This afternoon I went through an aneurysm-stressing experience related to Aetna's management of my employer's flexible spending account.
The details of this particular screw-up don't matter, I'll just pick on Aetna because, well, they have the voice menu system from Hell. Really though, it's the incentives, not the company.
The trick is understanding how Flexible Spending Accounts work in the US. Participating employees predict their spend in qualified programs (dependent care, health care) and set aside a portion of regular earnings to cover the costs. The amount spent is not subject to payroll tax.
The catch is the what happens to any unspent funds.. Employers get to keep 'em. I am willing to bet that, somehow, someway, the FSA administrator also benefits from unspent money.
Now here's where it gets interesting. The plan administrator and employer are clearly incented to make the claims process as problematic as possible -- but they don't have to actually do anything bad to get their money. In fact, they don't have to do anything at all.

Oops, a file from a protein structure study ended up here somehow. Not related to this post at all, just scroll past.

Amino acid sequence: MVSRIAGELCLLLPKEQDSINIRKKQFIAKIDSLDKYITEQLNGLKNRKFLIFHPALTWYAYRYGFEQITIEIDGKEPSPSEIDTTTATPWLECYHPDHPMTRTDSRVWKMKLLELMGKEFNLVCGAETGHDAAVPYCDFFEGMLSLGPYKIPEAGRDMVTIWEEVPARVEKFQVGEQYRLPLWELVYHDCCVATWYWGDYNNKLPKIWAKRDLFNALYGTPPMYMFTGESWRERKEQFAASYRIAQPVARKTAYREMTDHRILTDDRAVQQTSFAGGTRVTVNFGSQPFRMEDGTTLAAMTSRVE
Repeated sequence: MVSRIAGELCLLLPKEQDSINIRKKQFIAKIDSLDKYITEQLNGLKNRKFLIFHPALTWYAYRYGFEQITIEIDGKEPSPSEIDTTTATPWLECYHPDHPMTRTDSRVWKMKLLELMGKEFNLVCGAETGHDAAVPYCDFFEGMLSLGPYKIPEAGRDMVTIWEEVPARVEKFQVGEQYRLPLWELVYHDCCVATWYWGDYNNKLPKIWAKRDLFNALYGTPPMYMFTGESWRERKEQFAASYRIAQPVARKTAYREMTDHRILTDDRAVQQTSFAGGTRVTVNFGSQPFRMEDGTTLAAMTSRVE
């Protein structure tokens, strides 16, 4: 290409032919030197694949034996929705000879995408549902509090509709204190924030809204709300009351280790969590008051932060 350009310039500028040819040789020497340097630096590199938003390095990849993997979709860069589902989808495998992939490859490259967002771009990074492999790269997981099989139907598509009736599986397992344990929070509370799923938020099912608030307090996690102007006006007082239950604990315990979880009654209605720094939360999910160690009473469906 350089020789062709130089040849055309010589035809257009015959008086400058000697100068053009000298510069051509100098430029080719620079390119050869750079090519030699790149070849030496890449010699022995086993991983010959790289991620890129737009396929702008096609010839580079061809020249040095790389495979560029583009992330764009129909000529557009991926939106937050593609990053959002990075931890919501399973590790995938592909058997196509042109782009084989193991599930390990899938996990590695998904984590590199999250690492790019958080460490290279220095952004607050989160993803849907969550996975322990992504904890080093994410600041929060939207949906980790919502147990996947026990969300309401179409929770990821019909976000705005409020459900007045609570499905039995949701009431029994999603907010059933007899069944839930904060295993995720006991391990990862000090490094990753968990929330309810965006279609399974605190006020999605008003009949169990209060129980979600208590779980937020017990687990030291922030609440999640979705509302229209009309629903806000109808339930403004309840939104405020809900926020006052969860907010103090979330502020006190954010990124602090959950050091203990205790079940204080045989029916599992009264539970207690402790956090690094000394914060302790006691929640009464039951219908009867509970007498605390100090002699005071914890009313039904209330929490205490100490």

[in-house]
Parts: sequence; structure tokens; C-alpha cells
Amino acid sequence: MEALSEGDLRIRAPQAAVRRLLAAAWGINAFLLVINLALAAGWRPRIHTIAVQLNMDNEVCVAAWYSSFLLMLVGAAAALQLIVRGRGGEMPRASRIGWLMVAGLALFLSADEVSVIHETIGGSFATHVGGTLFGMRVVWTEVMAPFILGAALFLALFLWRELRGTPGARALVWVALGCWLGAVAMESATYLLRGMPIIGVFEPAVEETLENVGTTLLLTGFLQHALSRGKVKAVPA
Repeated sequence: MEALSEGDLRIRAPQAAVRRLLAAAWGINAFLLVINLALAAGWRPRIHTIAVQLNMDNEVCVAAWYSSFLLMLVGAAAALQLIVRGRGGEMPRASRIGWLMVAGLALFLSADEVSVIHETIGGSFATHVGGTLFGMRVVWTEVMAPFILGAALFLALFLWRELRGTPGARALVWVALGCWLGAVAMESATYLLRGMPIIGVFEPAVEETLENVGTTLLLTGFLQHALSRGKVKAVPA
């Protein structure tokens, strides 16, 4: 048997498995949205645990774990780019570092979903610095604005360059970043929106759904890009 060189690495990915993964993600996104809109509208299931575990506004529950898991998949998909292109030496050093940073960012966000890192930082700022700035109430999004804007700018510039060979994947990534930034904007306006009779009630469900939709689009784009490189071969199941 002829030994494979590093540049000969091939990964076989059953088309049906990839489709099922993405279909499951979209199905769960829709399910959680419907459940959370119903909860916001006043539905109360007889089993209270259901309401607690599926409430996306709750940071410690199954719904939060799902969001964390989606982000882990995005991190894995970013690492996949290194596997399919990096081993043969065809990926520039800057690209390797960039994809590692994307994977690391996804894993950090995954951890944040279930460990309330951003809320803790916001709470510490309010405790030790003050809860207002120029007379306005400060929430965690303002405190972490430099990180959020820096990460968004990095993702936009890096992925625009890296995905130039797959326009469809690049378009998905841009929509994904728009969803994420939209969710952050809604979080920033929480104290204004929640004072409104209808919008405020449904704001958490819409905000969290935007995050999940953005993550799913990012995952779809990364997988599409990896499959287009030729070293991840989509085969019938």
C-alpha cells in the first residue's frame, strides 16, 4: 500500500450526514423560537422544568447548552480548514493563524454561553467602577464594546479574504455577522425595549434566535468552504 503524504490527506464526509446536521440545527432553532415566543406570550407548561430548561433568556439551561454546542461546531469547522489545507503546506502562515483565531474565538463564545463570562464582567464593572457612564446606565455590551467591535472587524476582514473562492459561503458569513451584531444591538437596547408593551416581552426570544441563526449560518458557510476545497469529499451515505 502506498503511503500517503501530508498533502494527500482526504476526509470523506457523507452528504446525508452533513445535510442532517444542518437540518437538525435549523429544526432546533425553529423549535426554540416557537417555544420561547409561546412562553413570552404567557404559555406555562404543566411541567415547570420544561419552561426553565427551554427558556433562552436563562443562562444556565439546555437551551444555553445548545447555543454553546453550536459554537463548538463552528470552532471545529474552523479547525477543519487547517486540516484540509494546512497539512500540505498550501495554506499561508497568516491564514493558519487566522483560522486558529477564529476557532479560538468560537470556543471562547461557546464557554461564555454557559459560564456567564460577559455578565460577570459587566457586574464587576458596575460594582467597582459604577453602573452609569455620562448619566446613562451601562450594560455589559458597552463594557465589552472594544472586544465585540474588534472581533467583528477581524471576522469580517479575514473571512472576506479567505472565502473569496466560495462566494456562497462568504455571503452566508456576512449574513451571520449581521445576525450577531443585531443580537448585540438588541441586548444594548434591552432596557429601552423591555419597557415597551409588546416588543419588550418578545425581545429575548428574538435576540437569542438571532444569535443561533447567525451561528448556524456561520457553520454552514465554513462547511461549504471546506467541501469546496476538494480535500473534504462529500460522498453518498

They can let "nature" take its course. It's like gardening. Weeds are the easiest things to grow; you just have to let entropy work its magic.
Benefit systems, particularly those involving low bid outsourced companies,have a lot of complex moving parts. It's natural for things to go wrong, for communications to be forgotten, for software bugs to flourish. In fact, it takes a lot of money and effort to make the system work.
Companies with perverse incentives don't have to create scams, they simply have to let entropy build a dysfunctional system. They even don't have to know how it's built or how it works or even that it's in operation, they can still reap the rewards of an emergent scam.
It's a lesson worth remembering. Don't participate in complex systems with perverse incentives; you can't beat Mother Nature.
Scams born of emergence. I love it.
Krugman hit on your emergent fraud theme today:
Chris, however did you remember this 2/2009 post on reading a 2010 Krugman essay? You must have an extraordinary memory.
No, no great memory. The emergent fraud angle just really stuck with me.
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